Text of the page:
You must understand that perception is reality. Each of your clients will have a different perception of your customer service to them and it is based on their needs. Not yours.
To say it plainly, you think you're doing a great job. They think you're slack. This misconception can lead to ill-will on both sides.
Compounding this problem is:
1. We're a nation of small businesses.
2. You need to do more than ever before with less resource.
3. You want to have a life and not work 24 hours a day.
Yet your clients today are more demanding than ever and have access to information that can cut you out of the loop - so your customer service is an important selling point. For example financial services. Travel. Retail.
All can be easily bought online. What is perhaps stopping your client from doing so is time.
Let me give you a relevant personal example. I emailed a travel broker details to book four flights to Europe to capture a good airline deal. We communicated via email that day and then, when I had not heard back four days later, I emailed. The morning of day five at 7am I texted her. Two of the days were over a weekend, but my expectations is that her business would run 7 days a week like any travel shop you go to in a mall. Travel brokers run their businesses from home.
She responded to my text message an hour later that she had several options on hold, and would email details to me soon.
See the problem?
Her customer went from feeling anxious, very anxious, to guilty (for contacting her). On her side, she must feel she is doing a great job because she was able to secure several options.
The solution to this problem and to changing your clients perception of your customer service can easily be rectified with a simple one- two knock out approach.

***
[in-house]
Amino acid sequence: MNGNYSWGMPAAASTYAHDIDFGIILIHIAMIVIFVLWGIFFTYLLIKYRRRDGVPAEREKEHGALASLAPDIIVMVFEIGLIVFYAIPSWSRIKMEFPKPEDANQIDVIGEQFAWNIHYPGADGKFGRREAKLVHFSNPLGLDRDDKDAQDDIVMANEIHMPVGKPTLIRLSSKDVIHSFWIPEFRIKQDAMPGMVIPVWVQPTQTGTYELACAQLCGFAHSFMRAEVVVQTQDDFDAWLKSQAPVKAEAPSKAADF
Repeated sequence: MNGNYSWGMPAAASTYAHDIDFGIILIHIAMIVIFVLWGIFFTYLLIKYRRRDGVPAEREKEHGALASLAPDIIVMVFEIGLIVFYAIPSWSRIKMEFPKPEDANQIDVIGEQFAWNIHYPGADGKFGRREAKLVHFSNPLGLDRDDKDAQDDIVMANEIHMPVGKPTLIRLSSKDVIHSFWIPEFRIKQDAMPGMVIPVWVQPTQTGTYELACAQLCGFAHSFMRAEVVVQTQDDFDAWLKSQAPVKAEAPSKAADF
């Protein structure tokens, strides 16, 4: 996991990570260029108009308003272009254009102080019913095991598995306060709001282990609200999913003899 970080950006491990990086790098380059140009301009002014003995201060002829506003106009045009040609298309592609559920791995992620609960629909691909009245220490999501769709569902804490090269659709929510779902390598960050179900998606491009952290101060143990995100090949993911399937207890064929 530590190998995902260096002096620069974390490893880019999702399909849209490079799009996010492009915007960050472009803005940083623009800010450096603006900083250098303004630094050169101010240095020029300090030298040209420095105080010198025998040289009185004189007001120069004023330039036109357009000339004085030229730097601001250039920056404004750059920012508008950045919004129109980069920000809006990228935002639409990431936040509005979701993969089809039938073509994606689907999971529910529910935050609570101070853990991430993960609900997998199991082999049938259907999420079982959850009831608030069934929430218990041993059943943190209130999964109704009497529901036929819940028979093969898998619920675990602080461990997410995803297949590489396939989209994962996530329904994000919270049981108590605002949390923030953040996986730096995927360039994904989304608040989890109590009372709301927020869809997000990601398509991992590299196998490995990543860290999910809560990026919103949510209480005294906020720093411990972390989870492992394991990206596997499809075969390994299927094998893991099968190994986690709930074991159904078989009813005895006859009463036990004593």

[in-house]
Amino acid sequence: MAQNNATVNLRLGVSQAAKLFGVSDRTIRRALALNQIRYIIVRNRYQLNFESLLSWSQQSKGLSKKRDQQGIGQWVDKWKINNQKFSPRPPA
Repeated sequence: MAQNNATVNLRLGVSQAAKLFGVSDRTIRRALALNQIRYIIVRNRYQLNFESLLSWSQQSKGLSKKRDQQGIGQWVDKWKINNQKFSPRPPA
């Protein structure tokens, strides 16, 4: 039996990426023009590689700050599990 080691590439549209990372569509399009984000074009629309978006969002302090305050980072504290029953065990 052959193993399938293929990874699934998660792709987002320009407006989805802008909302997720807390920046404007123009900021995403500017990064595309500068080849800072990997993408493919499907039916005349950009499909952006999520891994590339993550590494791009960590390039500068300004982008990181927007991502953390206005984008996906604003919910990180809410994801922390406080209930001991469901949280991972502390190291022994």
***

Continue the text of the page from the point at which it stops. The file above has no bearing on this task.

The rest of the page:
1. Setting a few simple procedures for communication.
2. Using smart technology shortcuts to do it - no matter where you are or when.
Here are a few of my suggestions:
•Immediately acknowledge and thank all incoming requests (for quotes, for purchases and similar).
•Establish communication occurrences to keep your client informed. Quote with underwriter, working on it today; waiting for a response . Have it to you tomorrow.
In this instance, my travel broker could have removed my anxiety, made me feel very important and feel like she valued my business by simply texting or emailing that she had several options on hold, she caught the good fares and she'll have the quote for me in x working days.
•Always thank afterwards
•Keep communication going with newsletters/updates to get repeat business or referrals.
You do not need to spend one extra penny (if they existed anymore) on implementing these procedures. You can do my favourite - the FREASY - free and easy.
•Keep a to do/follow up list that is available 24 hours. It can be on your phone. On a pad. On Gmail/Google calendars. On your webmail.
•Create standard text and email responses where you can plug in the appropriate information. Save them both as a note on your phone - then copy and paste into an email or text message (for minimal time and typing). Or as a signature or in Outlook (2007/10) Quick Parts. Again requiring only a quick insert and final details.
These two technology shortcuts will save you a phenomenal amount of time. Help turn you and your staff into customer service mavens. Help to turn client anxiety into delight and surely regard you with more referrals.